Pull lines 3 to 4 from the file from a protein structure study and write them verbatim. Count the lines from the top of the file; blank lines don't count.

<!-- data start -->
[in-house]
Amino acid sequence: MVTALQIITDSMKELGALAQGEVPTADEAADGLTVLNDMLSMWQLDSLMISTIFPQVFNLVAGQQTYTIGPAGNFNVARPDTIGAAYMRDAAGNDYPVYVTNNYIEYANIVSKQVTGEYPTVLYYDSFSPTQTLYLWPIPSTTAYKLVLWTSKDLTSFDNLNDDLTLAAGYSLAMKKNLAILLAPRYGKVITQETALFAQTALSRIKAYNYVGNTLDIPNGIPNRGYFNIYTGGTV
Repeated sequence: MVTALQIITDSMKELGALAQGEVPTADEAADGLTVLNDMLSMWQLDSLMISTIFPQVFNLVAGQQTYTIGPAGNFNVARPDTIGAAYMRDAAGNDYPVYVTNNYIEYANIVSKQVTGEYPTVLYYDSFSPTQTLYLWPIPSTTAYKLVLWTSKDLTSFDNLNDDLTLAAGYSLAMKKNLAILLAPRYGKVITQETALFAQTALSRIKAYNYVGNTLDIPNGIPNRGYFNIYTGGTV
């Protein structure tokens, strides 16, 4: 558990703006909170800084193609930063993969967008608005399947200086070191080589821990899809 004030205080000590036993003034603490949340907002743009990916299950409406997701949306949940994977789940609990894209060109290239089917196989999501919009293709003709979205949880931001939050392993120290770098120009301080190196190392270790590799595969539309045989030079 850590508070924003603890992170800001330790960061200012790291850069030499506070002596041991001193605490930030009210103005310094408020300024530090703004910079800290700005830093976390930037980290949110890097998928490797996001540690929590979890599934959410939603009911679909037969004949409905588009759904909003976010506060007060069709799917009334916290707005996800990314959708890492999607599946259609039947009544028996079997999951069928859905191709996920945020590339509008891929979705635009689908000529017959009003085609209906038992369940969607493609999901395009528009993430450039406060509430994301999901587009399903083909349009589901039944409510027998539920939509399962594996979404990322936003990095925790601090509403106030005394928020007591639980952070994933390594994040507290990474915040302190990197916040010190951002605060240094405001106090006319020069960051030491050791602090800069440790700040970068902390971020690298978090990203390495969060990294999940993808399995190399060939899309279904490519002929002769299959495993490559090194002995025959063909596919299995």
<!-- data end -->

Repeated sequence: MVTALQIITDSMKELGALAQGEVPTADEAADGLTVLNDMLSMWQLDSLMISTIFPQVFNLVAGQQTYTIGPAGNFNVARPDTIGAAYMRDAAGNDYPVYVTNNYIEYANIVSKQVTGEYPTVLYYDSFSPTQTLYLWPIPSTTAYKLVLWTSKDLTSFDNLNDDLTLAAGYSLAMKKNLAILLAPRYGKVITQETALFAQTALSRIKAYNYVGNTLDIPNGIPNRGYFNIYTGGTV
């Protein structure tokens, strides 16, 4: 558990703006909170800084193609930063993969967008608005399947200086070191080589821990899809 004030205080000590036993003034603490949340907002743009990916299950409406997701949306949940994977789940609990894209060109290239089917196989999501919009293709003709979205949880931001939050392993120290770098120009301080190196190392270790590799595969539309045989030079 850590508070924003603890992170800001330790960061200012790291850069030499506070002596041991001193605490930030009210103005310094408020300024530090703004910079800290700005830093976390930037980290949110890097998928490797996001540690929590979890599934959410939603009911679909037969004949409905588009759904909003976010506060007060069709799917009334916290707005996800990314959708890492999607599946259609039947009544028996079997999951069928859905191709996920945020590339509008891929979705635009689908000529017959009003085609209906038992369940969607493609999901395009528009993430450039406060509430994301999901587009399903083909349009589901039944409510027998539920939509399962594996979404990322936003990095925790601090509403106030005394928020007591639980952070994933390594994040507290990474915040302190990197916040010190951002605060240094405001106090006319020069960051030491050791602090800069440790700040970068902390971020690298978090990203390495969060990294999940993808399995190399060939899309279904490519002929002769299959495993490559090194002995025959063909596919299995």